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Canadian Sport Institute Calgary – The clock is ticking but there is no time for regrets.” These lyrics, from ‘Heroes Tonight’ by Janji, float softly alongside video highlights from the 2016 Paralympics, as current and alumni CSI Calgary athletes look on.   The CBC montage prompts goosebumps throughout the audience, and maybe a little fear – or is that inspiration? 

The message is a poignant one for these athletes, who came together – along with esteemed members of Calgary’s workforce – for the CSI Calgary’s second industry networking event in downtown Calgary to learn about how they can best navigate the next phase of their lives.  Indeed, the clock is ticking and there is no time for regrets.

The goal of these CSI Calgary events is to provide networking opportunities for athletes and facilitate conversation about the challenging transition from athlete to new career.  One athlete who committed to a profession very early in his athletic career is Seyi Smith, a 2012 Olympian and an electrical engineer. 

Smith shared stories about his career path – a long and sometimes humourous journey that eventually led to a job as an engineer-in-training and now project manager at AltaLink, Alberta’s largest regulated electricity transmission company. 

One might assume that it was easy for an Olympian with an electrical engineering degree to find a job, but Smith met endless dead ends before finally landing his dream job at AltaLink.  The story is not uncommon – Olympic athletes often have a difficult time finding a job, despite constantly being told they have the attributes that employers are looking for.

Smith earned his degree overseas and was worried when he came back home that it would become obsolete before he could find work, while he took time to train for the Olympics.  “I started networking but I couldn’t seem to get a job.  After a while I stopped fearing obsolescence and worried more about not having any skills,” he says.

Scott Thon, President and CEO of AltaLink, hired Smith after a series of networking meetings.  He is up front about telling athletes why they are so valuable as employees. “The one secret you need to know” he says, “we all dreamed of being you guys.  We all wanted to be Olympians.” A comment made in jest, but one that elucidates how strongly athlete traits are admired and sought after in business.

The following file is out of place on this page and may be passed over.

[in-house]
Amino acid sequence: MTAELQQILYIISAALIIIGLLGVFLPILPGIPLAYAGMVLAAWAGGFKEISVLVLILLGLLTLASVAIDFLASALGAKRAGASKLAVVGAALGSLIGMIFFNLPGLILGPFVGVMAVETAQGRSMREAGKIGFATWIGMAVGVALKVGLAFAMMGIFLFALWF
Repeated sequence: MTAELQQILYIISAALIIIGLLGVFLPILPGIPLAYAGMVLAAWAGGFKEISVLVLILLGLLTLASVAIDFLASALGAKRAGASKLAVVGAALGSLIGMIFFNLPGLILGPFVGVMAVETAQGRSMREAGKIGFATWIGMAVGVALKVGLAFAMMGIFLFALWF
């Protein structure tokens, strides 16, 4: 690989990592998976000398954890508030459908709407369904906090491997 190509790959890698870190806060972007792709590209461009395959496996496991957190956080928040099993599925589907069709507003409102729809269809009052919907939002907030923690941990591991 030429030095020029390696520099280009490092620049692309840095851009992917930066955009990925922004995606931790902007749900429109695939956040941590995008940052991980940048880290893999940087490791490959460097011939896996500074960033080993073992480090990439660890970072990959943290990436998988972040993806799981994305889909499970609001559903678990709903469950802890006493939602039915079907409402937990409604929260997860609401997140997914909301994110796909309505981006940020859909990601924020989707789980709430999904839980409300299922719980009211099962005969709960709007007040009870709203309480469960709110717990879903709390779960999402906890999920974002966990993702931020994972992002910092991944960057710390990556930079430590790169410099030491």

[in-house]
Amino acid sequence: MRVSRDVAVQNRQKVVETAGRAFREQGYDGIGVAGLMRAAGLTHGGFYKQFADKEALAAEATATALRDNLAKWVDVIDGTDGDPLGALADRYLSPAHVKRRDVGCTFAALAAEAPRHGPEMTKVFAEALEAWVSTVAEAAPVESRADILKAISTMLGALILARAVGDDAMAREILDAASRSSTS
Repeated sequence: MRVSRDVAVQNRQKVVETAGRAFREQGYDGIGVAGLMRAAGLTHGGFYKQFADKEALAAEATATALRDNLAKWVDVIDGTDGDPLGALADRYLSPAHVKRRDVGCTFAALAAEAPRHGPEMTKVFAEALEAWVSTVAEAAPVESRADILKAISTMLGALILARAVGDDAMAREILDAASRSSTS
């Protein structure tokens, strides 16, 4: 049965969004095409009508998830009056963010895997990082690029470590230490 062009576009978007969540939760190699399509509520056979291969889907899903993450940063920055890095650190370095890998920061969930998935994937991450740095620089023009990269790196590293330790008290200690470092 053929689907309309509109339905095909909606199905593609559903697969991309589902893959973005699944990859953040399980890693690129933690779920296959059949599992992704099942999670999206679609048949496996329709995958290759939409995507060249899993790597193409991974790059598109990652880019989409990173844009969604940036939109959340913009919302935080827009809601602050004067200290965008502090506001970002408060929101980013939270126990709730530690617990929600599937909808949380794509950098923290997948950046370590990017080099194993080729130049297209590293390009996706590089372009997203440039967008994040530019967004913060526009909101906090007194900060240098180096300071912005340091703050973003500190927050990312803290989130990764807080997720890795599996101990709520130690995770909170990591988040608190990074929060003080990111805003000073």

Thon lists those traits he values most – team player, strong work ethic, goal-oriented, resilient.  He also admires how coachable athletes are, how willing they are to receive feedback and work to improve.  Smith agrees, “athletes always want to get better, it’s how they win.”

Throughout the evening the group of athletes worked together to answer some pressing questions.  What are challenges/opportunities to hiring athletes who need a flexible work schedule?  What are the top three things athletes should be doing to prepare for their next job? What are concrete examples of transferable skills?

There are no easy answers but one theme emerged: the simple, essential need to take action, in whatever capacity an athlete is able to, towards the career they envision.  Thon emphasizes the importance of building a network and putting yourself out there.  “If you’re thinking about that career, market yourself – what are those attributes and who do you want to market them to?”

A sense of possibility abounds.  In the end, the crucial message that resonates is the same as in sport – do the work and you will see results, eventually.

A second CBC highlight reel closes out the evening – this one from the 2016 Summer Olympics. As clips of Erica Wiebe, Penny Oleksiak and Andre De Grasse induce more goosebumps, the Tragically Hip tell us in song: we are ahead by a century. Sometimes it’s hard to feel this way, given what was learned this night about the long road ahead. 

Transition can be overwhelming, but just as athletes persevere and struggle in sport, so too will they do so in life.  Despite the challenges that await, we are told by the great Gord Downie himself, “you are ahead by a century… no dress rehearsal, this is our life.”

Canadian Sport Institute Calgary: @csicalgary

Written by Kristina Groves: @kngrover